3. Diversify risk for cheap

If you invest in the stock market, you can eliminate lots of unnecessary risk by spreading money in many stocks instead of just a few. Investing in individual stocks adds more risk, without much more expected reward. And it may look tempting now, but investing your retirement savings in bitcoin is a very risky thing to do.

The new religion in personal finance is index funds. Index funds offer diversification for low fees. Actively managed funds offer similar diversification, but at a higher cost. Active funds claim they can earn more than index funds because of the skill of their managers. But most of the time, actively managed mutual funds don’t earn more than cheaper index funds; they just cost more. And if they do appear to earn more, odds are the funds are making riskier bets with their portfolios. They may look good when the broader marker is rising (like now), but probably won’t hold when stocks fall.

Take a look at the stocks in your pension and/or brokerage account. Make sure you are in index funds (your workplace retirement account probably defaults to active funds) or pay less than 30 basis points in fees.

4. Adjust the risk in your portfolio

Diversification is only the first step in a smart financial strategy. Risk management comes next.

For each of your financial goals (see point 2 above), you’ll probably want to balance index funds with safer assets like bonds or cash. Maintaining the right balance right requires upkeep: you may need to reshuffle allocations between stocks and bonds now because stocks grew faster than bonds over the past year. If retirement savings are in a target-date fund, this is already done for you.

Another risk-management strategy is insurance. Make sure you are insured for what matters most: life insurance if you have dependents, home owners insurance if you care about your things, and a simple life annuity if you want a secure retirement income.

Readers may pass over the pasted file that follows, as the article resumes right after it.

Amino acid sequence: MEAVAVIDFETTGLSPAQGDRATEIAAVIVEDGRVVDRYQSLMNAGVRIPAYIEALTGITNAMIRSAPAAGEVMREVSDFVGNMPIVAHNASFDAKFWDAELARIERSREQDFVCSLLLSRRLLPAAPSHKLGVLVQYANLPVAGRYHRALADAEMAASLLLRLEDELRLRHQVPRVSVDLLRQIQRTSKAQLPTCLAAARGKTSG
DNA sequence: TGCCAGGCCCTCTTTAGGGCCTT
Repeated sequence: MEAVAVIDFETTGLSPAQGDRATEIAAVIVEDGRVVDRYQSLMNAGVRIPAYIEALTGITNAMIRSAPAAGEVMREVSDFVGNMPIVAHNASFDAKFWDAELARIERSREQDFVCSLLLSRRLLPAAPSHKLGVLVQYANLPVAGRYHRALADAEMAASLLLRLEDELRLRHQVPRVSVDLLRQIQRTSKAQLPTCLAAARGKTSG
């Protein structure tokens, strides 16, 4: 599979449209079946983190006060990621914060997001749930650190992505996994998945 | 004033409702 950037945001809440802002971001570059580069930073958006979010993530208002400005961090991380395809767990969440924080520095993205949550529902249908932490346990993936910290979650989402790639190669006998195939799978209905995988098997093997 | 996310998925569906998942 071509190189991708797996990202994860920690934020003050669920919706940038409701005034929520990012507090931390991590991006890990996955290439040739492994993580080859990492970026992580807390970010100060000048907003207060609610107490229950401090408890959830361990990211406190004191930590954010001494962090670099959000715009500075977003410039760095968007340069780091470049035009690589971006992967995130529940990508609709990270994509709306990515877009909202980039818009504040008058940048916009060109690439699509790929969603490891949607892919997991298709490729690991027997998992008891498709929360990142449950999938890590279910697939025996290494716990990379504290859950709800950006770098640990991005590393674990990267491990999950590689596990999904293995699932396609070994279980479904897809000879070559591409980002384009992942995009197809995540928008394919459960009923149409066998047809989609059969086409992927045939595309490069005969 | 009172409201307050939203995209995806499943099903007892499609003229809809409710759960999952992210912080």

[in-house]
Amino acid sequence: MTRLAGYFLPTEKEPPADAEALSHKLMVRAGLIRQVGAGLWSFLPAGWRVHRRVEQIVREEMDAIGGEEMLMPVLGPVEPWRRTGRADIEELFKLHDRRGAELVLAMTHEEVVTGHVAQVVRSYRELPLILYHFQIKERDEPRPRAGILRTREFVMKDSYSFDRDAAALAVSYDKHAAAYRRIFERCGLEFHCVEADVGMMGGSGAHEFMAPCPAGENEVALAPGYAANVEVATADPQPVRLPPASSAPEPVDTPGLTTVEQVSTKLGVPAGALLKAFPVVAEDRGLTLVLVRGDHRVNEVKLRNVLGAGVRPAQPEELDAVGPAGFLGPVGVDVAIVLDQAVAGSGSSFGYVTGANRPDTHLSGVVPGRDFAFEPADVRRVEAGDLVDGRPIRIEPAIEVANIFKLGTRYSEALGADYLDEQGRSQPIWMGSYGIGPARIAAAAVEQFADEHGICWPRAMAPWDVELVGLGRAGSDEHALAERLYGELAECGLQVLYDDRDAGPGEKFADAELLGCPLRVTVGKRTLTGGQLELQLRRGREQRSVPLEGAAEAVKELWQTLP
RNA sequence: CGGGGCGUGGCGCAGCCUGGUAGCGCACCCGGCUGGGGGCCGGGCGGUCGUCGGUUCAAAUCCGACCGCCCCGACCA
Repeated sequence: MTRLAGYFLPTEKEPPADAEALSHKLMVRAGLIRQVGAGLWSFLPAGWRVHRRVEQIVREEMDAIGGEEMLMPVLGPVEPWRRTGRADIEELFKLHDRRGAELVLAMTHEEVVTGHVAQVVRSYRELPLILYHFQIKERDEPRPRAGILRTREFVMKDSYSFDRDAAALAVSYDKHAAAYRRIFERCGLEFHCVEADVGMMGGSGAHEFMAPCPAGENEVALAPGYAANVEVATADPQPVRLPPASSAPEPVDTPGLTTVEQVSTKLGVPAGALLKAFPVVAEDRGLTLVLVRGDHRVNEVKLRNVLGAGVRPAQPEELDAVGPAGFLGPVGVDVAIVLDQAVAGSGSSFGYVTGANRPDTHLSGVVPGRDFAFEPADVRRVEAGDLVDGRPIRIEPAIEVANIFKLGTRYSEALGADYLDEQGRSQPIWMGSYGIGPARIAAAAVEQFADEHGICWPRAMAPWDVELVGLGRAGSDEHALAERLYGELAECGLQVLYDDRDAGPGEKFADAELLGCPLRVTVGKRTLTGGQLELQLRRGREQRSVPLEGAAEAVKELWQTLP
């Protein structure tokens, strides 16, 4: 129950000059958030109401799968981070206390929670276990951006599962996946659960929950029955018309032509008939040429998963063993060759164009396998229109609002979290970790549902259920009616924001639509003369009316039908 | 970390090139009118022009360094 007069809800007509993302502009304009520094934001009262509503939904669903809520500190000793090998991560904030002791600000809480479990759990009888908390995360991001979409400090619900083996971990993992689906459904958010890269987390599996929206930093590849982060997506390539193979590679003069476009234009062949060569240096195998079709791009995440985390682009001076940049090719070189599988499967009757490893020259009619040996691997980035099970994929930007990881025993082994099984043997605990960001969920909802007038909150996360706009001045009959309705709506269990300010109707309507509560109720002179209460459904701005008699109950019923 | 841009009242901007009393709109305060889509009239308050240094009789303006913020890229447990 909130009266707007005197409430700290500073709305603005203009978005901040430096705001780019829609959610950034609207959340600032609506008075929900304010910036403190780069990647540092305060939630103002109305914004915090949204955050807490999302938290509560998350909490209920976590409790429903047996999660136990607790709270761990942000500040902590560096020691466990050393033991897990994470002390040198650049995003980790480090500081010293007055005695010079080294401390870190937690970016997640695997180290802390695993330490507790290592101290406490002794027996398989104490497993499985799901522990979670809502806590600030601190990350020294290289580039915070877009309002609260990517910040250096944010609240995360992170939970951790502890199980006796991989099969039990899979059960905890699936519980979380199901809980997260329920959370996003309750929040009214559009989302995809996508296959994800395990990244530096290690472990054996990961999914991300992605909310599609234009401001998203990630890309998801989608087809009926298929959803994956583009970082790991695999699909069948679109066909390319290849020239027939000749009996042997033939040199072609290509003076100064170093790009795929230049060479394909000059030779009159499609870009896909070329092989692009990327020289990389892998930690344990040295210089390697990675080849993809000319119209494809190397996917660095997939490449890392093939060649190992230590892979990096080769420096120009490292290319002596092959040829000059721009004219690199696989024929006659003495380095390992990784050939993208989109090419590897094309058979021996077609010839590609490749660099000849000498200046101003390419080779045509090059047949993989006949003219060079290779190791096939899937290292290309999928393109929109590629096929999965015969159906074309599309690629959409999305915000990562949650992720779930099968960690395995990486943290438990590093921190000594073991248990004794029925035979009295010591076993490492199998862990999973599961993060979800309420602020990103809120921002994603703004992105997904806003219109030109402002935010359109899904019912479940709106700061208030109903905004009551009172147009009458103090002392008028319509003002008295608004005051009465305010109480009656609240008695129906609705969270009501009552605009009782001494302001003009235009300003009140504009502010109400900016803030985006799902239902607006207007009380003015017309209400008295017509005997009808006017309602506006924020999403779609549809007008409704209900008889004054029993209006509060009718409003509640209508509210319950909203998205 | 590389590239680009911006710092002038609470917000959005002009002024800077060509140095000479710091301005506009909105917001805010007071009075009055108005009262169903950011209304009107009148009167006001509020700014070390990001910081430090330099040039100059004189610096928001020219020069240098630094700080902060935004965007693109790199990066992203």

5. Points are assets too

A valuable asset that doesn’t often get enough attention is your point balance. Make sure you sign up for every awards program you can, since most are free. Look at your travel patterns. Perhaps it is just one big family trip a year, or maybe regular business trips. Since point values get eroded by inflation and mergers, collect and spend them wisely.

If you travel less frequently, you want to spend your points quickly. If you are a frequent flyer, then you may want to save points to build airline status, unlocking a range of valuable perks.

After you figure out the airline and hotels you use most often, sign up for a credit card that maximizes your point accumulation and hopefully offers a large point bonus for signing up. Then take a hard look at your credit cards and identify the ones that charge high fees. If you aren’t taking advantage of that card’s services, call and downgrade to a cheaper version of the card (keeping award points but not affecting your credit).

The future is always unknowable, and planning is often futile. But if you devise a risk strategy and stick with it, you will be better prepared to handle whatever comes in 2018.

📬 Kick off each morning with coffee and the Daily Brief (BYO coffee).